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Fenland young people helped by Prince’s Trust

TEAM SPIRIT: At the launch of the first Fenland Team programme, Graham Stagg, chief fire officer of Cambridgeshire, Mark Hopkins, assisstant chief constable and Nigel Williams, chief officer of Norfolk at Wisbech Fire Station.

TEAM SPIRIT: At the launch of the first Fenland Team programme, Graham Stagg, chief fire officer of Cambridgeshire, Mark Hopkins, assisstant chief constable and Nigel Williams, chief officer of Norfolk at Wisbech Fire Station.

A successful programme in Norfolk which boosts employment opportunities for 16 to 25-year-olds has made its Cambridgeshire debut.

The Prince’s Trust Programme is a 12-week course which improves confidence, motivation and skills – boosting the chances of finding employment, an apprenticeship or further education.

More than 1,000 young people in Norfolk have benefited from the programme, which is run by Norfolk Fire and Rescue Service, over the past ten years. Now they’ve agreed to work with Cambridgeshire Constabulary to help Fenland’s young people.

Nigel Williams, Norfolk’s chief fire officer, said: “Fire services are uniquely placed to help young people development programmes which can help change their lives and improve opportunities and life chances.

“The fire service provides excellent role models and is highly respected and trusted in our communities.”

A need for the service was identified by local organisations but it’s hoped a reduction in anti-social related crimes could be noticed also.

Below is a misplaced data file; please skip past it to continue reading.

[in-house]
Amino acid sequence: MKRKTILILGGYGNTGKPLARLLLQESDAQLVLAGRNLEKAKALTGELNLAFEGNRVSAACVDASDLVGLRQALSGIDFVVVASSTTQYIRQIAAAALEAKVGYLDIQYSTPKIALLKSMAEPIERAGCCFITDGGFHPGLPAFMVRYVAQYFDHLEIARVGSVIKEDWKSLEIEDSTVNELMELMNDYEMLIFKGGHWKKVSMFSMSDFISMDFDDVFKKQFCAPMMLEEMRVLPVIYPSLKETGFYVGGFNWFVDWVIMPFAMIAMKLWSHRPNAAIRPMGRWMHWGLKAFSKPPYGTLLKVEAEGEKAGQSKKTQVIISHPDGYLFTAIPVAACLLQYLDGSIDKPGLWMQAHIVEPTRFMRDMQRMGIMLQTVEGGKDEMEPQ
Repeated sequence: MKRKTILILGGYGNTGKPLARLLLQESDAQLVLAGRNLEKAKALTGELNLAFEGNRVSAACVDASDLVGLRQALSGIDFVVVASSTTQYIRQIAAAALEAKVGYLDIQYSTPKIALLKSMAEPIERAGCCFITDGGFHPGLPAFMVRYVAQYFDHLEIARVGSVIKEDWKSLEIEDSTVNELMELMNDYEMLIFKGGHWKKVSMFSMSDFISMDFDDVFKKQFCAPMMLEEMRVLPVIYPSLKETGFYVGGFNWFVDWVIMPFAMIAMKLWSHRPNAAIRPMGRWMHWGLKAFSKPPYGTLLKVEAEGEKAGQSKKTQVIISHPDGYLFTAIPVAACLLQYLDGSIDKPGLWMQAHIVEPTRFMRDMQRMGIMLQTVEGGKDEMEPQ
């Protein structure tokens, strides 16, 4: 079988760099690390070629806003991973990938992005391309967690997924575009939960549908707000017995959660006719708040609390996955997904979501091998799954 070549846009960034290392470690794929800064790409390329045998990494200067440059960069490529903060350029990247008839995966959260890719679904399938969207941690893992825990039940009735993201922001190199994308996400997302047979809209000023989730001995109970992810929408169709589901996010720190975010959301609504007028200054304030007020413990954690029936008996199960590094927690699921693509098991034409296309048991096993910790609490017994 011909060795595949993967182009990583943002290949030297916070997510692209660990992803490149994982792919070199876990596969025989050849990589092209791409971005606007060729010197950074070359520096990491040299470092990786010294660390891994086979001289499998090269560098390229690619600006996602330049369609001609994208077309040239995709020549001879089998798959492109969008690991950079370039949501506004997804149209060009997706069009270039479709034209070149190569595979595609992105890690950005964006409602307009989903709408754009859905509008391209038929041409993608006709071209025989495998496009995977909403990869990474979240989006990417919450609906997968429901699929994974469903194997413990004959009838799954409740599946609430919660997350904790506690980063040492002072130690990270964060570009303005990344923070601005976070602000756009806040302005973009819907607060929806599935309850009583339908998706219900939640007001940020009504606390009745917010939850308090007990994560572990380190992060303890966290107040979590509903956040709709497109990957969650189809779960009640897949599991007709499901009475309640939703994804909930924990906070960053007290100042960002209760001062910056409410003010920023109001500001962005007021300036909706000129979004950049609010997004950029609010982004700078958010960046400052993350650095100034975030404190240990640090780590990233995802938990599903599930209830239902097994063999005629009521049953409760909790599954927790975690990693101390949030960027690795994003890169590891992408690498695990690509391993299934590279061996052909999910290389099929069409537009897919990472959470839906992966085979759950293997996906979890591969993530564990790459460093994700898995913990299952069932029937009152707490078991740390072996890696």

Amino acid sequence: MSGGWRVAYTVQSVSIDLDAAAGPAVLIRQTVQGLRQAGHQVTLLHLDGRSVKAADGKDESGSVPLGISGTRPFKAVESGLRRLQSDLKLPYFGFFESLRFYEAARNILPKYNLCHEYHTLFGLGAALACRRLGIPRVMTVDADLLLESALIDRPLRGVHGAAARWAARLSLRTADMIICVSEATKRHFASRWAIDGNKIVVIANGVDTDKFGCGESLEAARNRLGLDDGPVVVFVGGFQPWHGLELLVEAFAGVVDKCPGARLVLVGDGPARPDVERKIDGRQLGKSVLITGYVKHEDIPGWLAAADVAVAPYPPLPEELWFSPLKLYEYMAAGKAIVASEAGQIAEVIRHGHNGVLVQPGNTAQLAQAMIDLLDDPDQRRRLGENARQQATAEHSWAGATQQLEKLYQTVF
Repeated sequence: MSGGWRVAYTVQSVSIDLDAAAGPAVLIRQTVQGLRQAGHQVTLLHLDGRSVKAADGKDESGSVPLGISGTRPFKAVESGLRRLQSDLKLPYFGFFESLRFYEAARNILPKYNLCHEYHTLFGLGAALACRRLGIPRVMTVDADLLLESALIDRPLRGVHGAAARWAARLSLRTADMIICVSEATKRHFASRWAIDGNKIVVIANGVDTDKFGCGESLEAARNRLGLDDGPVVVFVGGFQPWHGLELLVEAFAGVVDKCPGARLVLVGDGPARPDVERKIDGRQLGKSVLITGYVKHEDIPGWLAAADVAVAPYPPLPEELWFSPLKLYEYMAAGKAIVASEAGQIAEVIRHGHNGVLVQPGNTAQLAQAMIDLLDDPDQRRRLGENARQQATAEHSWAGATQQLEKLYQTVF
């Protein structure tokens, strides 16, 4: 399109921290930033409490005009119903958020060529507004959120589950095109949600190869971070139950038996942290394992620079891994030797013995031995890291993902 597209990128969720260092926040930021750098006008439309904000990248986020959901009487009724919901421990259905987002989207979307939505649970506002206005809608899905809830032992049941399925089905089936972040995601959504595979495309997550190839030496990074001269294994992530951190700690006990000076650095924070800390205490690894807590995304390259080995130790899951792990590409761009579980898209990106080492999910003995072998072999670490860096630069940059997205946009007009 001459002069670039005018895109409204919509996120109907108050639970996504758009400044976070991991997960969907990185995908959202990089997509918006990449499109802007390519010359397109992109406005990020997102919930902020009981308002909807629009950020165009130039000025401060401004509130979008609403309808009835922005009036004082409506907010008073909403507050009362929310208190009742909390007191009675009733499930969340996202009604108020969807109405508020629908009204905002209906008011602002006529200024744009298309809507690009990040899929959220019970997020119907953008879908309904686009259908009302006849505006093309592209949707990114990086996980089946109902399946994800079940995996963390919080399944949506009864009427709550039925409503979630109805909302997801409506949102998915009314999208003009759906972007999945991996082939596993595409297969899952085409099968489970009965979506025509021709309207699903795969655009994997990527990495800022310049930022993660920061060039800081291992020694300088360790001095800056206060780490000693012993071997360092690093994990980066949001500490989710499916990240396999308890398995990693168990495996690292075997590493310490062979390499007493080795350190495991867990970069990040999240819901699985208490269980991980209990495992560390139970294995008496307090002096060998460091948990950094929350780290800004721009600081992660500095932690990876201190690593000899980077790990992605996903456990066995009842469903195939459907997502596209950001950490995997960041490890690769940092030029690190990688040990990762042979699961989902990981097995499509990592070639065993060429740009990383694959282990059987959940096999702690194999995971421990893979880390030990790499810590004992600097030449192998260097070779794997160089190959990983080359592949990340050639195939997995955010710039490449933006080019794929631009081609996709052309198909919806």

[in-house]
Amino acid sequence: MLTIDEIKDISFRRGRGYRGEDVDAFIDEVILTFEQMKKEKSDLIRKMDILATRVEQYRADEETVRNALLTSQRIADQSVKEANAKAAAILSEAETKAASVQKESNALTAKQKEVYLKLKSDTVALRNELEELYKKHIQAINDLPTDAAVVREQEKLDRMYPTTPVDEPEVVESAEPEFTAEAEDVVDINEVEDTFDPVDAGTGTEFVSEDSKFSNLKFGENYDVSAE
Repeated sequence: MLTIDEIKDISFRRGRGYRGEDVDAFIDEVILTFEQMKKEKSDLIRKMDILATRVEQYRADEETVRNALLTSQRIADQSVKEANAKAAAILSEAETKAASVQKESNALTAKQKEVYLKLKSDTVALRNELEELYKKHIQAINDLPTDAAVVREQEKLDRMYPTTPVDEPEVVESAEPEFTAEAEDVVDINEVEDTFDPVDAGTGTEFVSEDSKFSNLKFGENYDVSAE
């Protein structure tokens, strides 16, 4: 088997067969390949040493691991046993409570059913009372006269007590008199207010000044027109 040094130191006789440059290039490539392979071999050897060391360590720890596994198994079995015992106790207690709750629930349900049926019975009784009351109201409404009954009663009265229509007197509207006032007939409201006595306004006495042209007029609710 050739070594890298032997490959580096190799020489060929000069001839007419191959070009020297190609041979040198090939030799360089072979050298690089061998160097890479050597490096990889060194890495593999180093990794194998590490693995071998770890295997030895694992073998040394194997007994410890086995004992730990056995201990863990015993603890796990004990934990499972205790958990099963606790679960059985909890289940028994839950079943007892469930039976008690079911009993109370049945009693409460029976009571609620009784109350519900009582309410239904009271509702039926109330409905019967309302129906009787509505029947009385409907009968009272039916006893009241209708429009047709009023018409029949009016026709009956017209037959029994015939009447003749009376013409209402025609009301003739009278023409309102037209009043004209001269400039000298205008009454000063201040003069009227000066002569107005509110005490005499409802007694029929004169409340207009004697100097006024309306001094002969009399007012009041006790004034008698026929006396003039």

Graham Stagg, Cambridgeshire’s chief fire officer, called it “a great example of partnership” and said it will maximise resources to help communities which are most at risk.

“We hope by participants spending two sessions everyweek with our crew at Wisbech, it will not only give them a multitude of new skills but also open their eyes to some of the local problems including anti-social related deliberate fires and how they can prevent them.”

Having started on Monday and funded by Circle Housing Roddons, Noroflk Fire and Rescue Service, The Robert Hall Trust and Wisbech Town Council, the first in-take will enjoy a residential visit, community projects, work placement, team-building challenges and receive careers advice and first aid training.

Assistant chief constable Mark Hopkins, Cambridgeshire constabulary, said staff get a “unique insight” from working with young people and as a result tackle jobs involving the “difficult to reach group” in an improved way.

“There are substantial challenges in working with young people.

“The sense of fullfillment, achievement and benefits to the individuals and to the wider community is immense.”

 

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